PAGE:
The Children we place

Many people considering adoption have not had their own birth children, and are looking for a baby or very young child. These children are placed the quickest.

All children waiting to be adopted are vulnerable, and have experienced some form of trauma in their early life, either physical or emotional, and many have additionally experienced other more extreme forms of abuse too.

Fostering to Adopt

Could you foster a baby or child with the possibility of adoption? ‘Fostering to adopt’ is used for babies and children who are in local authority care where the plan is likely to be adoption, but who still have a chance of being reunited with their birth family. The majority of children go on to be adopted. To find out more visit our Fostering to Adopt page

Priority Children

Families for Children are specialists in placing Priority Children –  identified as sibling groups, children with additional needs (this could be a disability or health need, or additional emotional need) and older children over the age of 4 years.  We have many years’ experience in placing children that fall within this category, and have developed a wide understanding of the type of support needed to support these more complex placements.  We always welcome enquiries from people who feel that they could consider adopting from these groups.

Like all those waiting to be adopted these children are often vulnerable and have experienced extreme trauma in their early life in the form of both physical and emotional abuse from their birth families.

 Sibling Groups (Brothers & Sisters)

The placement of siblings (brothers and sisters) together is one of the biggest challenges in adoption today.

Nearly half of the children awaiting adoption are sibling groups and are looking for a family who could offer a loving home to a brother or sister as well. Most of these are groups of two children who want to stay together  Research indicates that it is often in the best interests of the children that a sibling group stays together as separation could result in further traumatic experiences and anxiety for the child (ren).

What would I need to enable me to consider taking a sibling group?

Being able to Adopt a sibling group will very much depend on individual circumstances, relationship and support networks  and whilst the idea of a ready-made family, can be appealing you may want to consider the points below;

  • Do I have the space, time and energy to devote to more than one child?
  • What might be the impact of two or more children joining the family?
  • What support is available to adopters of sibling groups?

Older Children

Many children who are looking for an adoptive family are not babies or toddlers, but school-age children  (5 years and up) who may have lived for some years with one or both of their parents a family member, or they may have had to move in and out of Local Authority foster homes. The sad reality is that as children get older it becomes increasingly difficult to find adoptive families for them.

Some of these children will have suffered neglect or abuse and all have had the trauma of being separated from their birth families. The damage caused by chaotic or difficult early experiences can last for a long time. Children learn not to rely on adults who are going to disappear from their lives, so they may find it difficult to become attached to a new family and act up in an effort to get the attention they have been missing.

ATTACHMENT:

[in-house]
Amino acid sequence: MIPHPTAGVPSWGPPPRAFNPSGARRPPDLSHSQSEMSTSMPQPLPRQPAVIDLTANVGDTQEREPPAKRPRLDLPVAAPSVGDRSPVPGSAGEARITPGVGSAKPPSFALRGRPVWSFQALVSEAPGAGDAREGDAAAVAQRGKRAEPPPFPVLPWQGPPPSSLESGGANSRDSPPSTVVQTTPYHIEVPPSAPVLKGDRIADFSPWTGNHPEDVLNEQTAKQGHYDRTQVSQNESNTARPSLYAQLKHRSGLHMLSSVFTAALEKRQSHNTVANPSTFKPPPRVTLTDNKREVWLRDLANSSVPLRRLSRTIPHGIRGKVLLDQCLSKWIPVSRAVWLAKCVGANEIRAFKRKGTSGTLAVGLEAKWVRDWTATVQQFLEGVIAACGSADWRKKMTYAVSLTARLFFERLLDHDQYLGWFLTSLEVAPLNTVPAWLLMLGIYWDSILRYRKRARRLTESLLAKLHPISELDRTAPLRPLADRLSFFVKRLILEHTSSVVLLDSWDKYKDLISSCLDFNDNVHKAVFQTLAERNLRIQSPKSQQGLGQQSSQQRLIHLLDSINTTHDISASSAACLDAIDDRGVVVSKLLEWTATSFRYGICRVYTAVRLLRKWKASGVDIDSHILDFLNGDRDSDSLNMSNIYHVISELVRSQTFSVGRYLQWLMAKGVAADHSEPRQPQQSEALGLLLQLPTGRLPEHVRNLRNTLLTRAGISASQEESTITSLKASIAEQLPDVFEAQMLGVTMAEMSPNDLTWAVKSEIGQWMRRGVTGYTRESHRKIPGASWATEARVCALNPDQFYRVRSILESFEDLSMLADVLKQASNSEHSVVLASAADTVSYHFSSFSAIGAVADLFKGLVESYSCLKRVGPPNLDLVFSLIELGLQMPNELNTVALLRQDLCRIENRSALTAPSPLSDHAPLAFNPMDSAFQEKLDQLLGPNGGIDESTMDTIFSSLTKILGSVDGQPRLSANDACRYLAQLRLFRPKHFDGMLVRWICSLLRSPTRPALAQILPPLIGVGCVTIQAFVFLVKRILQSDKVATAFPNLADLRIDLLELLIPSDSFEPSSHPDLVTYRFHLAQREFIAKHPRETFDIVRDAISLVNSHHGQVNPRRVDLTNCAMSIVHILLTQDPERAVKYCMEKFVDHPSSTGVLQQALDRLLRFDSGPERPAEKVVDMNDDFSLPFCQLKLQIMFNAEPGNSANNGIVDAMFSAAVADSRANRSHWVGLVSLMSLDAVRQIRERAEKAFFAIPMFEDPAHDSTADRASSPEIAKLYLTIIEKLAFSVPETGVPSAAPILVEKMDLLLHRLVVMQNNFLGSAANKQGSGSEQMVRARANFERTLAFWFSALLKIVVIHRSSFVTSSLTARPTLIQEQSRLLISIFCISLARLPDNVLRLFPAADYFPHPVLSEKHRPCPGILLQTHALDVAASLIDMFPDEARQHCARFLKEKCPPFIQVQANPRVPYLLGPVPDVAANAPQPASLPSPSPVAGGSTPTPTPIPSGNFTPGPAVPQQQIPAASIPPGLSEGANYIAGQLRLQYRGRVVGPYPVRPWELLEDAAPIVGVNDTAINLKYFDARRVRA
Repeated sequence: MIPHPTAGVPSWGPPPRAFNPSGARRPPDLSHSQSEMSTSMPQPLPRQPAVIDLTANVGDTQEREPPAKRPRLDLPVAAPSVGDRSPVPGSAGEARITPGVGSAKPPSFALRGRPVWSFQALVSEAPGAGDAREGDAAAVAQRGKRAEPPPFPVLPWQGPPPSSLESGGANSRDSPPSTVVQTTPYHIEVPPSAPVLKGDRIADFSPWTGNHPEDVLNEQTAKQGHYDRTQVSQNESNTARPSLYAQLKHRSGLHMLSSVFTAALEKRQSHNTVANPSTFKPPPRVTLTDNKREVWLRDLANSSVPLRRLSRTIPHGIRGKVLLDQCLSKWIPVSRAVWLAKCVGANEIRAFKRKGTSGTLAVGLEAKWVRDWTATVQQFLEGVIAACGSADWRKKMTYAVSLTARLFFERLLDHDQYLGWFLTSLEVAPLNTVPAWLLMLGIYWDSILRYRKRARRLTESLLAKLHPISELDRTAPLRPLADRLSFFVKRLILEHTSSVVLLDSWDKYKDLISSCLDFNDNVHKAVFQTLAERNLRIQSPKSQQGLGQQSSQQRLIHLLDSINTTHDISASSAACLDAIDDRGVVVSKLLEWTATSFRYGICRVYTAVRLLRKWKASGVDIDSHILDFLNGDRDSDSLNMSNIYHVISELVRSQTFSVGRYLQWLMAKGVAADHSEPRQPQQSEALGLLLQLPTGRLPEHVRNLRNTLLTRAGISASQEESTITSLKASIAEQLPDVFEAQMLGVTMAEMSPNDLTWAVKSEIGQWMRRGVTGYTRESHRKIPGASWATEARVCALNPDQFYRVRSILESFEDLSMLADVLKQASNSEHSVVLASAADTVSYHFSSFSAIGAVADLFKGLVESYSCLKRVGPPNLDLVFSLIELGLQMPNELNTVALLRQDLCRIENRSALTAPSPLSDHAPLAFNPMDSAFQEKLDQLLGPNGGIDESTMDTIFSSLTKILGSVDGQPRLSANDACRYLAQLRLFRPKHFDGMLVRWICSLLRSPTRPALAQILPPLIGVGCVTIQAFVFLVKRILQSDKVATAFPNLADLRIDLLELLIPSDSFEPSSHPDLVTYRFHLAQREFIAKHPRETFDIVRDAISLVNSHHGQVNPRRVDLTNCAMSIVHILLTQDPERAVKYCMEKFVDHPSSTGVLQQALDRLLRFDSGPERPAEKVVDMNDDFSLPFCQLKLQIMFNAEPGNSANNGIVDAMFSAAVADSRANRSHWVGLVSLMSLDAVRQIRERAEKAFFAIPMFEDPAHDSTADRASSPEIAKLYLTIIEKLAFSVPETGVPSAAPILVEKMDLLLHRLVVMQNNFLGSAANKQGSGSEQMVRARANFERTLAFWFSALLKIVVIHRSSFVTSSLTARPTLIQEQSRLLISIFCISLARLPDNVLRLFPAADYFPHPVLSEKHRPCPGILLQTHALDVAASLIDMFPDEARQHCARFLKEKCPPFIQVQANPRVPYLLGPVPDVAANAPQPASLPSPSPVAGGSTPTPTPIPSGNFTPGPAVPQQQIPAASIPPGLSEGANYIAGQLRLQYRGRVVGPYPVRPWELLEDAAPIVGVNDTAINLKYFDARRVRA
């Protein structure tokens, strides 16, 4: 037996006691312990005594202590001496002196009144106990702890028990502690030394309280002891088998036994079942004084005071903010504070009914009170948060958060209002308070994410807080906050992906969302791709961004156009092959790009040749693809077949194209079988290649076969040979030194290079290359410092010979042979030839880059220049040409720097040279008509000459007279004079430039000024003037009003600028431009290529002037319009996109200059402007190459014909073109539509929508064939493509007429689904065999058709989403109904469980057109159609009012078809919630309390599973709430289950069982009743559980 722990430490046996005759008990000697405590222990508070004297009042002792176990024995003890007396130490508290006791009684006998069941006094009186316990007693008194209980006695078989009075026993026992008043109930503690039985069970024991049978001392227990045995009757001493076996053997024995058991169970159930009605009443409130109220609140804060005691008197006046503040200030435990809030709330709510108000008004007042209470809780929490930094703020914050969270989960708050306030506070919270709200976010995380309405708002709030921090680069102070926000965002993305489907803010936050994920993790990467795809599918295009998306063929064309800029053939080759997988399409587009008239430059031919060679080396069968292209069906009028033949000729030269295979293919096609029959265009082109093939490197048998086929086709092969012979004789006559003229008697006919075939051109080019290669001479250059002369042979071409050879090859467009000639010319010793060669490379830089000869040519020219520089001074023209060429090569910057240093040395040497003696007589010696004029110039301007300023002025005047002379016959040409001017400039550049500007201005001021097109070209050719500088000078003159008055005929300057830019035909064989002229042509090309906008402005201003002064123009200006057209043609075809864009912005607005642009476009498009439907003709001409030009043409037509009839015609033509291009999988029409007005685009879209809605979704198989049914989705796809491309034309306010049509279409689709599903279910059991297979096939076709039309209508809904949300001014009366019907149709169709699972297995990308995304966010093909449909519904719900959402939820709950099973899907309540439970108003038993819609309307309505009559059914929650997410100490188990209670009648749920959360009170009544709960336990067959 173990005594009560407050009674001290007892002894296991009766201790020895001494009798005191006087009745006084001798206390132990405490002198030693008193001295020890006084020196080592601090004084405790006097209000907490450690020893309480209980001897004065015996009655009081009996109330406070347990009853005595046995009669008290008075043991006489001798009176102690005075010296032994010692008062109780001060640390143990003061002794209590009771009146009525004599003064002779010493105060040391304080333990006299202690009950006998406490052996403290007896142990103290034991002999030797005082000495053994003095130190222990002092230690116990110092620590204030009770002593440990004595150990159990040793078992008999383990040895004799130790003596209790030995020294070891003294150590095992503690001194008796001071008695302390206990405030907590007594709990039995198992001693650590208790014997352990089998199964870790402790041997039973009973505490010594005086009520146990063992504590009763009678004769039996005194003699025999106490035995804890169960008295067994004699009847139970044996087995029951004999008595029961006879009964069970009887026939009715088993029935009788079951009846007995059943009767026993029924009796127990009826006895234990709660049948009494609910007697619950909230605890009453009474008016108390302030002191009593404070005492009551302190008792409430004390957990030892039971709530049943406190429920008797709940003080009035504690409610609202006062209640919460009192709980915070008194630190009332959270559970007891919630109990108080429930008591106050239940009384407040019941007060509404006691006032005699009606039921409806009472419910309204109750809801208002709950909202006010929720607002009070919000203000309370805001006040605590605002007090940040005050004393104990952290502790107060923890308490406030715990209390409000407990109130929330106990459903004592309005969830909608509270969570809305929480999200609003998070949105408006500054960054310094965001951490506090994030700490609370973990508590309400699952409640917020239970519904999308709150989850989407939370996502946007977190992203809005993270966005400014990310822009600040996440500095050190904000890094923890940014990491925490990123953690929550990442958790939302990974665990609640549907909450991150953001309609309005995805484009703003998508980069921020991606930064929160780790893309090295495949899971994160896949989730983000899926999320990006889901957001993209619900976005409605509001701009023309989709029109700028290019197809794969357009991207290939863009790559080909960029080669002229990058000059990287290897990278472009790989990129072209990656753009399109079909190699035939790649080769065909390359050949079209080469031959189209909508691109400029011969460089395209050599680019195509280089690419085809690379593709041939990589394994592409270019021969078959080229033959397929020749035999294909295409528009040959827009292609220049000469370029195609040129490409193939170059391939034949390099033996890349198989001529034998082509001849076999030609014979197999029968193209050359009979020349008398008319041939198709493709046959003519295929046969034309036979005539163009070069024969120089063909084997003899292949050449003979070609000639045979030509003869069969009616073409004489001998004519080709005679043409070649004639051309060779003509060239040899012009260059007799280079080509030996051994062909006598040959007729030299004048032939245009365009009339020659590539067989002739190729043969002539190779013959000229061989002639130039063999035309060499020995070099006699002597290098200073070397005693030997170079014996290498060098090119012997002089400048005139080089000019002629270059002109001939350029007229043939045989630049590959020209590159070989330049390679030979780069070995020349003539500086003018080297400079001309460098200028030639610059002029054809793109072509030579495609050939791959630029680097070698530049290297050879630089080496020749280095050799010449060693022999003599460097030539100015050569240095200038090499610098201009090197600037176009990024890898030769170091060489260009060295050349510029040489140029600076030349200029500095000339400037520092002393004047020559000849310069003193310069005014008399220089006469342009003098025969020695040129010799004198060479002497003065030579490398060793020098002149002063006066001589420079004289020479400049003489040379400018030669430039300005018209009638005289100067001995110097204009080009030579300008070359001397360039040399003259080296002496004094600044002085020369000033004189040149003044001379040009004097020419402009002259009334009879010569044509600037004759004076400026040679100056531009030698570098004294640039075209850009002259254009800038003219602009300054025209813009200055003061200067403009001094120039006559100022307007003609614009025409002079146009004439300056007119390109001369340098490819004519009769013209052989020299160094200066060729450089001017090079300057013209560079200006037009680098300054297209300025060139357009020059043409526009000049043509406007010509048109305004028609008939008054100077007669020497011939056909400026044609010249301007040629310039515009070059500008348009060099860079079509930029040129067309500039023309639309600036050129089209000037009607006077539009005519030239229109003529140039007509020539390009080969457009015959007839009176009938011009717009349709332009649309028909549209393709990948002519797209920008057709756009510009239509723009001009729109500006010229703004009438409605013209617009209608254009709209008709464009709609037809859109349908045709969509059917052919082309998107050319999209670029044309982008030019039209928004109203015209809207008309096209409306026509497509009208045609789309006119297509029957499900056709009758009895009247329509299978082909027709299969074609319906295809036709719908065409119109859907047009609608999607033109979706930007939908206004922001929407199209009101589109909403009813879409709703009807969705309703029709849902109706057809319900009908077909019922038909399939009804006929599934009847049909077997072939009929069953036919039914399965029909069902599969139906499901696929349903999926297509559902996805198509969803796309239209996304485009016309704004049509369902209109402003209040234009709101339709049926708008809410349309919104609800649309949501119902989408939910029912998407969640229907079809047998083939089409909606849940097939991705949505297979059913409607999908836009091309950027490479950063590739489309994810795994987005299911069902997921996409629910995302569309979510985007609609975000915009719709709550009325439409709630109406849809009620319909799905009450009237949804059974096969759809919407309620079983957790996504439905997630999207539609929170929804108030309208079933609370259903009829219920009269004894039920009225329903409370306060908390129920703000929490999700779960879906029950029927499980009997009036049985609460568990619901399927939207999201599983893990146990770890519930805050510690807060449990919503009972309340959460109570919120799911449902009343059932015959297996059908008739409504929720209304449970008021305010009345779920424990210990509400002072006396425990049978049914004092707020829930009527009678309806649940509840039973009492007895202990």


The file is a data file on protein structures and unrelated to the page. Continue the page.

However, in a loving, secure home most of these children can thrive when they realise that they really are part of a family. Many older children invest fully in the idea of  moving to a new family.  They remember what happened to them, they sometimes have lovely “wish lists” of what they would want, and understand what is going on.

Adopting an older child is not an easy task but with preparation and patience you can change their world forever and will be a deeply rewarding experience.

Children with Disabilities

Around 40% of children waiting for an adoptive family have an impairment or some form of special need or disability.

If you think about a child with a disability, what comes to mind? Is it a picture of difficulties and obstacles? Do you imagine that you will not be able to cope if caring for a disabled child, that it will be too difficult, too much of a commitment? You might envisage frequent medical appointments, complicated care arrangements, or a child unable to play or communicate with you. All of these things can seem quite daunting and may perhaps frighten people off from considering caring for a disabled child. For many people, disability can carry an overwhelming label, which obscures the actual child within. Many parents of a child with a disability would agree that the special bond between you really makes you appreciate the small things; making each personal achievement of the child an amazing milestone.

We can offer support to enhance parenting to meet a child’s individual needs. We work closely with Local Authorities and health professionals to help assess the social, emotional and physical needs of each child, ensuring that our families are aware of their entitlements and services available to them to meet their child’s needs.

Family for Me Project

The Family for Me project hopes to raise awareness of the children who are waiting the longest and plays an important role in finding families for the children we know are waiting.

The website features anonymised profiles of the children we are trying to find families for, which will include information about the children’s personalities along with real anecdotes about what it is like to care for them, to try and encourage people to consider whether they could be the right family for the child.

For more information on the children that the project is looking for families for, please visit Family for Me.